X-bow VS. regular bow?

Discussion in 'Crossbow Hunting (Not PSE)' started by Sako7STW, Oct 21, 2011.

  1. Sako7STW

    Sako7STW Well-Known Member

    Feb 12, 2004
    I have been wanting a X-bow for some time now. I am looking at the high end x-bows with the higher speeds. One thing has me perplexed though. Say you have a x-bow that shoots the standard bolt at 350FPS. Then you have a speed bow that throws a arrow at 350FPS. How do the two compare at say 30 yards, 45 yards, 60 yards, 75 yards ect.? I can shoot a bow pretty dang well for as little as I have shot so I wonder why by the x-bow over the regular bows? I don't know why, I have wanted a x-bow for years and years. So what is the advantages and disadvantages of each?
  2. Sackett

    Sackett Well-Known Member

    Jul 6, 2011
    I shot a bow for many years and killed a lot of whitetails with it. Now, I shoot a crossbow because of an injury,,,what is the difference you ask when the speeds are close to the same? #1- My Desert Stryker crossbow shoots an honest 353 ft/p/s with a 100gr Thunderhead Broadhead, not many bows will do that. But here is the difference as far as hunting goes...you pick up a crossbow, flip the safety off, aim and pull the trigger,,,,same as a rifle!!! With a bow you gotta stand up, pull the bow back (without gettin' caught) then shoot....A bow is still and always will be the extreme challenge!!! but a crossbow is still fun and I'm thankful that I am allowed to hunt with it or I'd not be in the woods as early each year!! I shot a deer 09-24-11 with my crossbow at 42 yds,,,hit it in the left shoulder, went through into the right shoulder and out into the ground....it busted up BOTH shoulders I mean BUSTED the bones,,,,as well as any rifle!!!!amazed me, I've busted a bone or two with my Mathews,,but nothing like this!!!!!

    SOUTHPAWSHOOTER10 Well-Known Member

    Nov 25, 2010
    In my opinion x-bows are to noisy, heavy, too slow to reload, and to guys like me who constantly struggle to keep a flinch under control do not like to shoot them due to nasty trigger pulls and strange recoil sensation. However having said that i know i stepped on some toes, and if someone wants one or needs one to stay in the hunt i'll sure not turn up my nose at 'em. But for me it's either a recurve or compound, or nothing at all.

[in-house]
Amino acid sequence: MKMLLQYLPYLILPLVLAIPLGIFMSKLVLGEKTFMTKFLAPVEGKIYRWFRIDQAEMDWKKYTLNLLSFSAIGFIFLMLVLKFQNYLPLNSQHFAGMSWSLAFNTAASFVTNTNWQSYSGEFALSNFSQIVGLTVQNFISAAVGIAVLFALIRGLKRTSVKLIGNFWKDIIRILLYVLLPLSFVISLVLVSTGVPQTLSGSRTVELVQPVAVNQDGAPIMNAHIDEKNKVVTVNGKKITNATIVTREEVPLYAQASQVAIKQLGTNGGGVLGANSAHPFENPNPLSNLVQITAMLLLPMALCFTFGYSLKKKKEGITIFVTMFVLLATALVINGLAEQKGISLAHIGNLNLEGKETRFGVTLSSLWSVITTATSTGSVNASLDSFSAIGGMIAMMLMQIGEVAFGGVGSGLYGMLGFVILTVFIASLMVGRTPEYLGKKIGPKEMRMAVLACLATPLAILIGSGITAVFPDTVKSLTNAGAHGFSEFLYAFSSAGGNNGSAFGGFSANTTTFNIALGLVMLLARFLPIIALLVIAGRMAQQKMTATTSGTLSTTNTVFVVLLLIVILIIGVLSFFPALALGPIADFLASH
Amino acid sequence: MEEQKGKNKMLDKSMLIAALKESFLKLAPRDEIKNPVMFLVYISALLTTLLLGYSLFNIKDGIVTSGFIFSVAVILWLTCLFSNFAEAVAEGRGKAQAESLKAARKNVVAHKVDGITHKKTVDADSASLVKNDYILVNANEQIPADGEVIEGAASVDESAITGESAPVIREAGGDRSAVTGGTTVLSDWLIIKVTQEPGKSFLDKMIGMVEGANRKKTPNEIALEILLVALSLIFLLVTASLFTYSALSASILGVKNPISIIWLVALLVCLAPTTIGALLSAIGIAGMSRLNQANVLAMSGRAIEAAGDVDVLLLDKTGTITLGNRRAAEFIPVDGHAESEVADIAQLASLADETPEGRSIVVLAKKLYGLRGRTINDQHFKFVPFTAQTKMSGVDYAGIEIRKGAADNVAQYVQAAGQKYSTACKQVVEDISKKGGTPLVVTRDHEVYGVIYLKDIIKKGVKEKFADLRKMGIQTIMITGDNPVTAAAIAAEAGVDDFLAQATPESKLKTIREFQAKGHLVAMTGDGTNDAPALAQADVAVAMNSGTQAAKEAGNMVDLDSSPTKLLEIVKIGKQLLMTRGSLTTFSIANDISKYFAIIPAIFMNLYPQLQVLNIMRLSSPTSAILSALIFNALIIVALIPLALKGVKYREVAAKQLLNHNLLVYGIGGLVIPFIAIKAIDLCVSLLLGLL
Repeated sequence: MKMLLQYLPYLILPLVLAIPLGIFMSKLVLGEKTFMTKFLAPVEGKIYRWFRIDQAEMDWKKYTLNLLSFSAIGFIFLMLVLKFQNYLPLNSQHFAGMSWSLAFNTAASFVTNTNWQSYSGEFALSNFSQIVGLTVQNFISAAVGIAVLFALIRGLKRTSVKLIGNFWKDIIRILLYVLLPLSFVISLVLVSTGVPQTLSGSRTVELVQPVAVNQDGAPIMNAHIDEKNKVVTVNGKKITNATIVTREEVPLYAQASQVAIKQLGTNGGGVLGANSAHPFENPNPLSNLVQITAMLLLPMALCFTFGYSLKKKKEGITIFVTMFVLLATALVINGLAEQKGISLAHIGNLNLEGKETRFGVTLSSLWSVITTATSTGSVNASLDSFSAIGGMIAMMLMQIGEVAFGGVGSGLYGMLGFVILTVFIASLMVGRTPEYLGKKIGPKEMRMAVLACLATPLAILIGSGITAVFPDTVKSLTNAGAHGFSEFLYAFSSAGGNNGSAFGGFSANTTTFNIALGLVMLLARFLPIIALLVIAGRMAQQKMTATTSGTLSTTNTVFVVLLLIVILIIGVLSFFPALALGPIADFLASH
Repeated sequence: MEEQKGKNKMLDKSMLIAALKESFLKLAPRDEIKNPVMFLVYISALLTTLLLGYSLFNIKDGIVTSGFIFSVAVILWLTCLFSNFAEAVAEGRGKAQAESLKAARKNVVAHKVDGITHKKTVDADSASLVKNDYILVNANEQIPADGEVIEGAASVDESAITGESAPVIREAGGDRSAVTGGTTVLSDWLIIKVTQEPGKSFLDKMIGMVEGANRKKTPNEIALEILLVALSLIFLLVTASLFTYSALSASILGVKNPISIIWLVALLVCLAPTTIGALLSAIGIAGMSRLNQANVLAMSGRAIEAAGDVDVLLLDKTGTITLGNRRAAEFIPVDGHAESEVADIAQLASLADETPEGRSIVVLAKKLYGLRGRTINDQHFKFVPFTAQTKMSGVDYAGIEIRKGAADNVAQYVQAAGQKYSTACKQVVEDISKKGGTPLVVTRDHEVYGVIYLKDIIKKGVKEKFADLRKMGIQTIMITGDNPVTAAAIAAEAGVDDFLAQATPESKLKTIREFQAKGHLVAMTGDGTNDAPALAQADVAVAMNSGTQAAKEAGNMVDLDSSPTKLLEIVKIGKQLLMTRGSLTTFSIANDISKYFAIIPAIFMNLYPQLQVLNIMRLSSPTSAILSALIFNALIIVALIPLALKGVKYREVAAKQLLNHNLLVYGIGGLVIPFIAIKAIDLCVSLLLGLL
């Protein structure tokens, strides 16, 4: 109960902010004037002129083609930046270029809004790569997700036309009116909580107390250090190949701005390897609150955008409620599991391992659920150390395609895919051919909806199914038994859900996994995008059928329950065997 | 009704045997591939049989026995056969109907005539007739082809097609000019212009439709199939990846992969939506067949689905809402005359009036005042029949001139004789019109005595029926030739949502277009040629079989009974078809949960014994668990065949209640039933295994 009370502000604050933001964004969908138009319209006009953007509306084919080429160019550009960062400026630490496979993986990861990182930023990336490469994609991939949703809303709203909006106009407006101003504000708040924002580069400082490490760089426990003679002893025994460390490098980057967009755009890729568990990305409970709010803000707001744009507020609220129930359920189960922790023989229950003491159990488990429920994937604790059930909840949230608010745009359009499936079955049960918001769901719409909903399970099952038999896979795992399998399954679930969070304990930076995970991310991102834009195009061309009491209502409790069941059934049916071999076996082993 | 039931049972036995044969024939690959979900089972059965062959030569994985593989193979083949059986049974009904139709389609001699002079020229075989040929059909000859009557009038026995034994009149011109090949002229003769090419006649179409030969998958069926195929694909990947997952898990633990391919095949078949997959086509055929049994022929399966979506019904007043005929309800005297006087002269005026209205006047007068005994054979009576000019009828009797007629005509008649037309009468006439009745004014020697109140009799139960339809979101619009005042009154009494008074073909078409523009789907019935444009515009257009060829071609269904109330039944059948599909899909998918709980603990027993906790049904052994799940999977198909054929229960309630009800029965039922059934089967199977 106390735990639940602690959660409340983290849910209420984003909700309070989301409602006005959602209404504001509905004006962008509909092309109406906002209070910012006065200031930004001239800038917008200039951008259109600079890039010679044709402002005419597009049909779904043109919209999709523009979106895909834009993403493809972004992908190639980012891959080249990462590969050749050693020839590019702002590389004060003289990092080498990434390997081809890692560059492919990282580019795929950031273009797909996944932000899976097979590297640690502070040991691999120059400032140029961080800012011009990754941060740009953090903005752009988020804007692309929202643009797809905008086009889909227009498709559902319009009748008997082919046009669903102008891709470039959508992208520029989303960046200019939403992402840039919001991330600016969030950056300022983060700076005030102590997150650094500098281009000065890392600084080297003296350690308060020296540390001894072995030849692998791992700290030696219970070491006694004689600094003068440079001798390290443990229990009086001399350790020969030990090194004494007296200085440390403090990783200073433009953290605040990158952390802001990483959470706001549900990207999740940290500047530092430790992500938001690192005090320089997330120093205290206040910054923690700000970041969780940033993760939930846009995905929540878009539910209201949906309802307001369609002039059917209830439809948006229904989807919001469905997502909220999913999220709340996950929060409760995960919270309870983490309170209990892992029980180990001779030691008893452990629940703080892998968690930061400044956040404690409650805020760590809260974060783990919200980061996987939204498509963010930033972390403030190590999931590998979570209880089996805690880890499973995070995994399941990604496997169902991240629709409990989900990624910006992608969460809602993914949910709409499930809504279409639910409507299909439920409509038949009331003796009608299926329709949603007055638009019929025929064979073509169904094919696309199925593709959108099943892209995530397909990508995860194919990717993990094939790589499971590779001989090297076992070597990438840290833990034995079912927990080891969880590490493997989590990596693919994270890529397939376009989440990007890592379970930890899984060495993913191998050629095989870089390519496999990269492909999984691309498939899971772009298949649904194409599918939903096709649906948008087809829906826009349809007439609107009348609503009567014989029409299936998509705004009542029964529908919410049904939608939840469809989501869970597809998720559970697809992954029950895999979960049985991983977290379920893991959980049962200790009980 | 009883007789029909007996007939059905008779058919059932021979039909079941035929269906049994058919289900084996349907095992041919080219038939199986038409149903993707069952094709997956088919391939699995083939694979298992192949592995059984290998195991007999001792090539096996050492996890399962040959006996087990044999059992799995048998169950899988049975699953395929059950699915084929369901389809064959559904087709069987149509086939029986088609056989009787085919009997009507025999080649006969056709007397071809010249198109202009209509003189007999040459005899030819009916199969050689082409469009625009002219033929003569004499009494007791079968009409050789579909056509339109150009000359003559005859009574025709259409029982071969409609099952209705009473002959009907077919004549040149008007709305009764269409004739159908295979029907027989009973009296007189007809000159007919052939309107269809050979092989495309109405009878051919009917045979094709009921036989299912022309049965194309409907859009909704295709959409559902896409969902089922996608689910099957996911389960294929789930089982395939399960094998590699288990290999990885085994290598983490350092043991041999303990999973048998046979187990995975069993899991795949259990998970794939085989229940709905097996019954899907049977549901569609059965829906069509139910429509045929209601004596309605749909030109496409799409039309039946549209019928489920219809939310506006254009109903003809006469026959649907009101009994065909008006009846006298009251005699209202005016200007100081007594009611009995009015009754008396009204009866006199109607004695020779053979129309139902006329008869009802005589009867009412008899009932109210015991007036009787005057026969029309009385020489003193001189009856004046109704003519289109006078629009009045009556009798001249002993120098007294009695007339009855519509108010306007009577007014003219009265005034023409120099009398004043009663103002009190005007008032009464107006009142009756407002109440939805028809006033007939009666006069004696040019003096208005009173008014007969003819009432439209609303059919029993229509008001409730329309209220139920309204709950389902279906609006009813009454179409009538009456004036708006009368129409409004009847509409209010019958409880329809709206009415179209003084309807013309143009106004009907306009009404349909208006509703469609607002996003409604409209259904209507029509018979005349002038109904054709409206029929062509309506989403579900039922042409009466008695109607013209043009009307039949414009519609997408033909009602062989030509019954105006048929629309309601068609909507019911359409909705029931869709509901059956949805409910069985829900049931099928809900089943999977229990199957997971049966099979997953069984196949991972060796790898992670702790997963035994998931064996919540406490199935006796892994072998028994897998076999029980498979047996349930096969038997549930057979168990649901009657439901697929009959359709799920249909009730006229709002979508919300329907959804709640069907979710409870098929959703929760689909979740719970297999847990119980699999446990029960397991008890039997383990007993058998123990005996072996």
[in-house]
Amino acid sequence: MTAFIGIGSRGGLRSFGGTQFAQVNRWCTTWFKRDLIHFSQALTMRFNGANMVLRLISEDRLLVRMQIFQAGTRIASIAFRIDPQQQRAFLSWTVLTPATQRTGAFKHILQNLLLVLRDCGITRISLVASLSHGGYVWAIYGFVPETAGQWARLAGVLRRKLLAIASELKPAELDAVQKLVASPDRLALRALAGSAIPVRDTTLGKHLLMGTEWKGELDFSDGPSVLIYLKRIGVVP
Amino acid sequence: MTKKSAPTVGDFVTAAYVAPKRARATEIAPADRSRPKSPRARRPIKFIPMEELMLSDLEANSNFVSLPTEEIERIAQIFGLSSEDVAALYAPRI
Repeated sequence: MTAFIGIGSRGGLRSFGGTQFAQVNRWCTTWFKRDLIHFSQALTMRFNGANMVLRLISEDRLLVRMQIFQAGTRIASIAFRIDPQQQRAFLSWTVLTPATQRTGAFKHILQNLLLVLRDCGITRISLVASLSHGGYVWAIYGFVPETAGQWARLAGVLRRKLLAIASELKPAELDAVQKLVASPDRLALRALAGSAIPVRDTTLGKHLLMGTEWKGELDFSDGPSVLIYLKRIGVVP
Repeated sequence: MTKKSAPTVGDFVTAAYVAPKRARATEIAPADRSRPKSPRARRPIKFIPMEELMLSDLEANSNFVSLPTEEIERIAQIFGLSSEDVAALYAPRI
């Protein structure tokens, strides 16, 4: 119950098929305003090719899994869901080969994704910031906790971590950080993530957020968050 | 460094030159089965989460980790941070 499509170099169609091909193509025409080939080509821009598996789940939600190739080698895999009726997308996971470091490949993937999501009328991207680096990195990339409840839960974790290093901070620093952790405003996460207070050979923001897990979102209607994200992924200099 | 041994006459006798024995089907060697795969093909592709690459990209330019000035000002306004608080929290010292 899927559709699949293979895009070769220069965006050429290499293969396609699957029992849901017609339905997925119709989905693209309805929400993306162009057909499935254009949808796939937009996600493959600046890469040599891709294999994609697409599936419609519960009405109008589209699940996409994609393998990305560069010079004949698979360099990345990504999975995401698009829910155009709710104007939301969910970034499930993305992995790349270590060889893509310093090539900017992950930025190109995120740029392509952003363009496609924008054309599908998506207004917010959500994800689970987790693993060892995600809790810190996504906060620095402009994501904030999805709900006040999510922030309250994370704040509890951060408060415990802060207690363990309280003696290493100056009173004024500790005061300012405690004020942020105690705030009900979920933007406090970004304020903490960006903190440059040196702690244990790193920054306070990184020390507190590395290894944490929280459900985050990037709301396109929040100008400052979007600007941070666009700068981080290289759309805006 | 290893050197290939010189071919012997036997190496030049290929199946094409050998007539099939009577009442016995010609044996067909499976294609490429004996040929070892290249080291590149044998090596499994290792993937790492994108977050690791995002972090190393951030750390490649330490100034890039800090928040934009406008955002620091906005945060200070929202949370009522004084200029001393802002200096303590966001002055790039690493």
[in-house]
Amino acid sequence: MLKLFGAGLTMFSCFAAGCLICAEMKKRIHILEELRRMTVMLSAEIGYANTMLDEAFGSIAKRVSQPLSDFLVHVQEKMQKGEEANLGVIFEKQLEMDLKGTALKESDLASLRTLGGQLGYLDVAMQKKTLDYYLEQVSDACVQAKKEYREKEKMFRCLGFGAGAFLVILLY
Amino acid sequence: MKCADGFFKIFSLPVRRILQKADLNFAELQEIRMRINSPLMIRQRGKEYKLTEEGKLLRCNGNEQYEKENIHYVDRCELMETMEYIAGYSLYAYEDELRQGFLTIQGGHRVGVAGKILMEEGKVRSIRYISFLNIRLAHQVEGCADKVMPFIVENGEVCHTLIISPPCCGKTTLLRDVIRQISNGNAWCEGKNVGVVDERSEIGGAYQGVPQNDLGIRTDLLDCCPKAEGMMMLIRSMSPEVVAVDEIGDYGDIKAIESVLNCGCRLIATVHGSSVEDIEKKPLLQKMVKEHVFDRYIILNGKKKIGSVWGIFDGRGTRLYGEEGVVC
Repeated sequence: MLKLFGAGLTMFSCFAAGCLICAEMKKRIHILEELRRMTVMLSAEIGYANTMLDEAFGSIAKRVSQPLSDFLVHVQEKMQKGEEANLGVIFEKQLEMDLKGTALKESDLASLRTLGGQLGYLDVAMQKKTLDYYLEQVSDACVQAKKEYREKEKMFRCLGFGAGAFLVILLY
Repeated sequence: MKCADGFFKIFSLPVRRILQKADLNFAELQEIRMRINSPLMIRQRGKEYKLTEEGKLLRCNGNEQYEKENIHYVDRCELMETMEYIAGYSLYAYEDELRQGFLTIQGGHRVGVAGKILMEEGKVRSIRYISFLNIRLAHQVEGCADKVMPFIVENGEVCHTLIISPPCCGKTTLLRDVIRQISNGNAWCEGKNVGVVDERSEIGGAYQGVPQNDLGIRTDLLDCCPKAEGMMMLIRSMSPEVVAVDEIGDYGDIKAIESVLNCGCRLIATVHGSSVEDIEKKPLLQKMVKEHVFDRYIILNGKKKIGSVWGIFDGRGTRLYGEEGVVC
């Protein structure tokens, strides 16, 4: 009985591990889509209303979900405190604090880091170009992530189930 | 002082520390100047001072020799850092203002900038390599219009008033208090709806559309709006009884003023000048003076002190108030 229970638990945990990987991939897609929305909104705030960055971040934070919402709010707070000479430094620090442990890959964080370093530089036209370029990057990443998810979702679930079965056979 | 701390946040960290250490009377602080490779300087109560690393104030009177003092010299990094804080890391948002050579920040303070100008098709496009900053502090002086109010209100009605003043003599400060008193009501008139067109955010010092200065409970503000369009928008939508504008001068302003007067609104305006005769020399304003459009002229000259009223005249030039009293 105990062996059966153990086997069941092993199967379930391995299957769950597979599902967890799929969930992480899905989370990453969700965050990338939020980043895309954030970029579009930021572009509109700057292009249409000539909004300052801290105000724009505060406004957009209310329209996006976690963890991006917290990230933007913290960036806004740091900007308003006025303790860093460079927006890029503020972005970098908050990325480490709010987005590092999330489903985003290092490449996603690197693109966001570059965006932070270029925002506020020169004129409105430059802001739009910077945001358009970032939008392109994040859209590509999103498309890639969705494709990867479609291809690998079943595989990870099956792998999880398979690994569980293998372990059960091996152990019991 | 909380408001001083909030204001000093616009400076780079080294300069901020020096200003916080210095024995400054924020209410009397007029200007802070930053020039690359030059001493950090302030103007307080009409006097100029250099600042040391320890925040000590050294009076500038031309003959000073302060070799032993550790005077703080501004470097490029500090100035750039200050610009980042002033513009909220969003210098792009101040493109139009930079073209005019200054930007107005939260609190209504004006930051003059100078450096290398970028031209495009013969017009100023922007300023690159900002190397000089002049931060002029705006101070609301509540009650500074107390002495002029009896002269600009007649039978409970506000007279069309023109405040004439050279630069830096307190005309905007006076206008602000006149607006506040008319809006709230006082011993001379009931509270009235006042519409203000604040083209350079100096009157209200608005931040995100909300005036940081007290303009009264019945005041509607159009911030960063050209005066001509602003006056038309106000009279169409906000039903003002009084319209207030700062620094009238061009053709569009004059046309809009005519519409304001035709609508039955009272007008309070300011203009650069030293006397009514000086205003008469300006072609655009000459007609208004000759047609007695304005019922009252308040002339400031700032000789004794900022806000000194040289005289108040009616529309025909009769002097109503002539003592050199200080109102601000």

4. Freebore

    Freebore Well-Known Member

    Oct 23, 2002

    I would have loved to continue to shoot my compound. Could get off second shot without getting caught too. But physical damage to my frame work over the years has nullified that and now I'm 'still in the hunt' with my third X-bow.

    Yes the X-bow is heavier than a 4.2 pound compound about the same as scoped rifle...mine weighs in at 8.7 loaded which is light. They are a pain in the --- to carry with a climber on your back especially if your back in 3/4+ of mile even with a sling. I don't know about movement bringing up a X-bow vs. shooting a compound from a sitting position as I did alot of....movement is movement to deer.

    But you will smash shoulder bones easily if you have a fast enough one...expendables are king in X-bow unless your shooting very long distance. I keep mine at 50 and under...just me. Most are scoped with dots/hashes/circles/point etc. at about 1 to 4 power range. I know a guys using 3x9's some states limit power ranges.

    If you really want to 'try one' I recommend getting one used like off Craigslist.org You'll pay whole lot less. There are safety things to know about X-bows. Even cocking of the string is numero uno use an aid. I shoot a Parker Tornado new in 2010. If you get a X-bow get one over 300fps. Barnett makes one I think its called a Jackal outfit for @ $300 it runs about 320fps. Just try a few BEFORE you buy. Find a bow shop that has X-bows in stock. They'll usually let you shoot 'em before you buy at least my guy lets me. By the way he has 3 brand new Ten-Points sitting on the shelf...'cause the guys try it then try a Parker..they buy the Parker. Lifetime guarantee too.

    p.s. Wed night I did get the second shot off without getting caught...on the second deer... a climber buys you unknown stands to these suburban Baltimore whitetails.
  5. smokepoler

    smokepoler Well-Known Member

    Aug 15, 2009